Letters to the Editor

Voice of the People - January 28, 2008

Speak softly but carry a big voice

To put a slightly new twist on an old adage, Jack Boger spoke softly, but carried a big voice. With Jack's death on Jan. 20, we will be missing his voice for humanity, teachers, poets, friends, community, church -- a long list of those for whom he cared and spoke. I first came to know Jack in one of those roles, that of an educator when he was dean of the School of Education at Winthrop University, and I was chairman of the English Department. Our first meeting had potential for being unfriendly and unproductive. Thanks to Jack, it was quite the opposite.

My dean (Arts and Sciences) and Jack were at odds (a mild understatement) about which departments should teach some writing courses for students in teacher training courses. As dean of Education, where the new teachers got much of their pedagogical training, Jack made a strong case for those courses to be taught in his realm. My dean had another view. As those negotiations unfolded, I came to know that Jack had been an English major and English teacher himself many years before moving into the administrative wing of professional education. Eventually, the university agreed that my department should teach those courses, but the wonderful outcome in those meetings was that both I and my dean came to know Jack Boger, a man whose life was devoted to compromise, understanding and serving others.

Fast forward to 20 years later when Jack has ended his career as a teacher/administrator, and I was on the cusp of ending mine, too. I was fortunate to direct an international Robert Frost conference, and Jack came out of retirement (more or less, since he never actually retired from teaching and talking about life and literature) to attend almost every session of that four-day gathering. A man in his late 70s by then, Jack attentively listened and talked with the scholars, attended the workshops, and when the time came, he stood in front of that group of international Frostians and recited from memory one of Frost's endearing poems.

During that meeting, I think I came to know the real Jack Boger: the lover of literature as it reflects life and as he lived life. I was fortunate not long after that event to have Jack as a teacher when I was in training to become a Stephen Minister at Oakland Avenue Presbyterian Church, a place where Jack's compassion, teaching skills and soft voice were widely known and appreciated. In the past few years, Jack kept his dreams alive by returning to his own poetry writing (one of his many talents he had hidden from me and others) and by organizing a poetry club at Westminster Towers, where he lived the last few years with his effervescent wife, June. Jack and I exchanged poems regularly, met occasionally for chatting about each other's writing.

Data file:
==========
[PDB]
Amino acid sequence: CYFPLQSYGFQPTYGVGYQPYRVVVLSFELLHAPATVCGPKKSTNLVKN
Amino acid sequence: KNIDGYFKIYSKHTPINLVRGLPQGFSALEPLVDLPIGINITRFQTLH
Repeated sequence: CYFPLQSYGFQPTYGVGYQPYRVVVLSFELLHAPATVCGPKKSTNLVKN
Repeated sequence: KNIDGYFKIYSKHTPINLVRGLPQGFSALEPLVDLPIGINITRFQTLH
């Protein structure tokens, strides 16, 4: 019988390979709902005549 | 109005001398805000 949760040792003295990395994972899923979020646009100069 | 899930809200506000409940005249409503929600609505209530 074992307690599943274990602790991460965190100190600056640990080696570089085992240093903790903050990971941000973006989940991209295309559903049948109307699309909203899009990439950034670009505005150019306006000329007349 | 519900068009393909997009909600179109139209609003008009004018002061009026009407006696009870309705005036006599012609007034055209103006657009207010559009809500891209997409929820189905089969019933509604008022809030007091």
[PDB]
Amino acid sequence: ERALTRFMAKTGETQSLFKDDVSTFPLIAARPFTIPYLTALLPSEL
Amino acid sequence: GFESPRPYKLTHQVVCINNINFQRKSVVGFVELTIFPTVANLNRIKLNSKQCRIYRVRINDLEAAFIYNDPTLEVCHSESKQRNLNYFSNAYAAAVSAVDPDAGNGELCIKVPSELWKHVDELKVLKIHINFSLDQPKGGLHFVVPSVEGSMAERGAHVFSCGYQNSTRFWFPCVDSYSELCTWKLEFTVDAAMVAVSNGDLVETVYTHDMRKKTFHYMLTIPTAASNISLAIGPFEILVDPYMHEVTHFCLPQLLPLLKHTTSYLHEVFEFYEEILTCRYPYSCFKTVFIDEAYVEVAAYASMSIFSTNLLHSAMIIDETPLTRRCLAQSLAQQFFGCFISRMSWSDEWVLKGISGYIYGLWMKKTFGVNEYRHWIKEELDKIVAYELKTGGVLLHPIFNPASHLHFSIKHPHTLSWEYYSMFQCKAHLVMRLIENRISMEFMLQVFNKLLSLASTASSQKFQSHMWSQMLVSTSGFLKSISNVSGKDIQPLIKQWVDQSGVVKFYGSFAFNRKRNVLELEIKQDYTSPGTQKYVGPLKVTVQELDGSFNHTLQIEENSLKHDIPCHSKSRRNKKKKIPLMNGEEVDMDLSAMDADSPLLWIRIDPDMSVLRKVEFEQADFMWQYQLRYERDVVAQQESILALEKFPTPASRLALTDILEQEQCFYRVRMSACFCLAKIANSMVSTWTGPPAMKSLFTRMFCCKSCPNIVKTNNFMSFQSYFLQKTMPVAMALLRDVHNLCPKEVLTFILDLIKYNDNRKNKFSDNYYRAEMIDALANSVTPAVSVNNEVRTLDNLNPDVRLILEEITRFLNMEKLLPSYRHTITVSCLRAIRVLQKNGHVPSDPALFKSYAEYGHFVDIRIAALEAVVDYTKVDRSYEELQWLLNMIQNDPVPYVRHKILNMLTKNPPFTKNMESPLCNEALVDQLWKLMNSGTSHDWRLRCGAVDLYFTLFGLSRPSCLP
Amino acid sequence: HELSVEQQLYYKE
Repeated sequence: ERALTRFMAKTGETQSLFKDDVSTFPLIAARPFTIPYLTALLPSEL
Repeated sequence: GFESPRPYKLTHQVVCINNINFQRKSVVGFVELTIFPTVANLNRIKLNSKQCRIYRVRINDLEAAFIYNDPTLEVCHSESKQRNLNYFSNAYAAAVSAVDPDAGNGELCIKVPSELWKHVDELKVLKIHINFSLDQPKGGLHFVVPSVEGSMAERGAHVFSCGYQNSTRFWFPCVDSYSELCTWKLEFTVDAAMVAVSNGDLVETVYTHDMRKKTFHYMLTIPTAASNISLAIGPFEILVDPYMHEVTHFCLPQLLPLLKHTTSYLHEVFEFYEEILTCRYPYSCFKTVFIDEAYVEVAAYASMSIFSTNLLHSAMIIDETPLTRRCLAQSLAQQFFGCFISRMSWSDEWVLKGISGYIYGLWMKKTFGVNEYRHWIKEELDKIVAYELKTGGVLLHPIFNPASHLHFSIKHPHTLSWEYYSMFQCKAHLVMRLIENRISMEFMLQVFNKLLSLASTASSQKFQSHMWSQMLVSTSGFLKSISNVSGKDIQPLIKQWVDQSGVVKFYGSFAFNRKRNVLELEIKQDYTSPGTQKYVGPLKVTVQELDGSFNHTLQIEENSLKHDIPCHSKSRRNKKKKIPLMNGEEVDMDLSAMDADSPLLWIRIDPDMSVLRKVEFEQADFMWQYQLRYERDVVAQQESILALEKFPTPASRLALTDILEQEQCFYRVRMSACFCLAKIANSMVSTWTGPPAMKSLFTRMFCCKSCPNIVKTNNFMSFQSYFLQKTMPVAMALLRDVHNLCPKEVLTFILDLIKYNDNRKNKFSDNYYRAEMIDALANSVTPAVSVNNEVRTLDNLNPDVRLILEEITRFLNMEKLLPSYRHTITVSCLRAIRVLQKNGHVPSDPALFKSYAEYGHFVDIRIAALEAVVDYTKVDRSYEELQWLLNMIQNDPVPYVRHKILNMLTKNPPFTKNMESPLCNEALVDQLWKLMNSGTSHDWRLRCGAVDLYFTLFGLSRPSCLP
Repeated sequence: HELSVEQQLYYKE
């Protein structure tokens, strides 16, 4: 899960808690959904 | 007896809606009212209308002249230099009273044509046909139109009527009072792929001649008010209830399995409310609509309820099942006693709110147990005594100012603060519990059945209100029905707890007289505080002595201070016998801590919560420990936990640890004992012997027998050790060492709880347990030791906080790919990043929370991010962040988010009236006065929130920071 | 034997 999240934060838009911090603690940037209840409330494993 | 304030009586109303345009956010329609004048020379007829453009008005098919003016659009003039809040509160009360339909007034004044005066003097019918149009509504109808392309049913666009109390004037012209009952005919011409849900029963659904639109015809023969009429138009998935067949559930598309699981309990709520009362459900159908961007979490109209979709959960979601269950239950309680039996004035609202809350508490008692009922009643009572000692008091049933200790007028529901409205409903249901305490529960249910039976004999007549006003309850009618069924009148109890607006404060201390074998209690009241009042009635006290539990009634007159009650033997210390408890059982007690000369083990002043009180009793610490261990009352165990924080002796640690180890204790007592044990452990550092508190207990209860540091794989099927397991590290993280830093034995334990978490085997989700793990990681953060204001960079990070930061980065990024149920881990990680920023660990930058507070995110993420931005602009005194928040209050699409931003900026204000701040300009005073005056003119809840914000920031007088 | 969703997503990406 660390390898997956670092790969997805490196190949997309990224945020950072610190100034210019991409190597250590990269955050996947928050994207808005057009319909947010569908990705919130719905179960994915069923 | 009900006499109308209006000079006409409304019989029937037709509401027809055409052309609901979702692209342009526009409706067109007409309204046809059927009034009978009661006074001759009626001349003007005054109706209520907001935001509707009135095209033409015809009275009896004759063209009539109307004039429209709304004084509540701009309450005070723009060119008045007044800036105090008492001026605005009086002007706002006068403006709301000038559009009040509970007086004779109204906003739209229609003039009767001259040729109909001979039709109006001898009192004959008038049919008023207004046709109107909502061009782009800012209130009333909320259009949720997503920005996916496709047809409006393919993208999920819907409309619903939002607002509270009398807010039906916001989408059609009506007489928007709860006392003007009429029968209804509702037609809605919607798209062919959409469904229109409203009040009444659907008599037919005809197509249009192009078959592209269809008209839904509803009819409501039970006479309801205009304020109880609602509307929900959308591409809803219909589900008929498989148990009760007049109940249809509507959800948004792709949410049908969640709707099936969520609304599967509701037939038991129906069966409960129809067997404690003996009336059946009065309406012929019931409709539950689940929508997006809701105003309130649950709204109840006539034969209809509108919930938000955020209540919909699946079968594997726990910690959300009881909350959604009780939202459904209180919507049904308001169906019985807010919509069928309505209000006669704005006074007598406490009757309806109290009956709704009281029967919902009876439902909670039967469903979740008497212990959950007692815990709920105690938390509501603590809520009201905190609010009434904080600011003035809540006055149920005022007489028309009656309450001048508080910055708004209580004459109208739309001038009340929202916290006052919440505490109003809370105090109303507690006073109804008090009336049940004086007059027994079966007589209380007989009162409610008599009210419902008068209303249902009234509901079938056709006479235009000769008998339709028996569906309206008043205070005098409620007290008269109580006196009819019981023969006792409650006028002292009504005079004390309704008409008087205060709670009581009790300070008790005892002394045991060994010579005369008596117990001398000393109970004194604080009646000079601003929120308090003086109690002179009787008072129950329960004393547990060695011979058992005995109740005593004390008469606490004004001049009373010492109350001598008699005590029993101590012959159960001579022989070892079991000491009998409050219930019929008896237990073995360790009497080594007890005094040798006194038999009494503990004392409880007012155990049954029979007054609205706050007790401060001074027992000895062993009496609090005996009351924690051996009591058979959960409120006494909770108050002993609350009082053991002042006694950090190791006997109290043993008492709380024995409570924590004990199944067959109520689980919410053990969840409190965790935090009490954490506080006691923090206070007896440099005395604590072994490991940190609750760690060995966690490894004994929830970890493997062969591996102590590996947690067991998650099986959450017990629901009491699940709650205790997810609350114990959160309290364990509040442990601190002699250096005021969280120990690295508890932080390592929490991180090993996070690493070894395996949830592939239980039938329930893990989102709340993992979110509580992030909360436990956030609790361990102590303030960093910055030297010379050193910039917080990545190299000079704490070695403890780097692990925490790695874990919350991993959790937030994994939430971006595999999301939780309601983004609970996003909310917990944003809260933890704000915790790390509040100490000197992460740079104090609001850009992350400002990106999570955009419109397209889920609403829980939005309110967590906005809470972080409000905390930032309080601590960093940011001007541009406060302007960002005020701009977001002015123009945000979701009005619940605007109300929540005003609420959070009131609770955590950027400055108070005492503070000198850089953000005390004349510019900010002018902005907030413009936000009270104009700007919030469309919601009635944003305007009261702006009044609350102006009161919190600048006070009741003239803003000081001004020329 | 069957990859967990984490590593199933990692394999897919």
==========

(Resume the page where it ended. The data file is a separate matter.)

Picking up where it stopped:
His soft voice, his winsome smile, his luminous mind will be with me forever. At the heart of Jack's understated voice was love such as that spoken of in the Frost poem that Jack cherished, "Birches." There Frost says, "Earth's the right place for love. I don't know where it's likely to go better." Everyone who was lucky to know Jack would surely affirm that, to paraphrase another line from "Birches," one could do worse than be a friend of Jack Boger's.

Earl J. Wilcox

Rock Hill

King Day parade is worthy tradition

Recently, I had the pleasure of serving as grand marshal for the Martin Luther King Parade in York. Quite apart from the opportunity to re-connect with old friends and colleagues, I was struck by the demonstration of dedication and commitment to service that the parade evoked.

Despite inclement weather, a significant cross-section of the community gathered to pay homage the man whose ideals yet embody the American Dream. It was a splendid event -- a tradition that I hope the Western York County Branch of the NAACP will continue -- for it represented a coming together of the community at a time of great political challenge in South Carolina. And for this, I am grateful. Because of it, I have hope for tomorrow.

Roberta Y. Wright

Washington, D.C.

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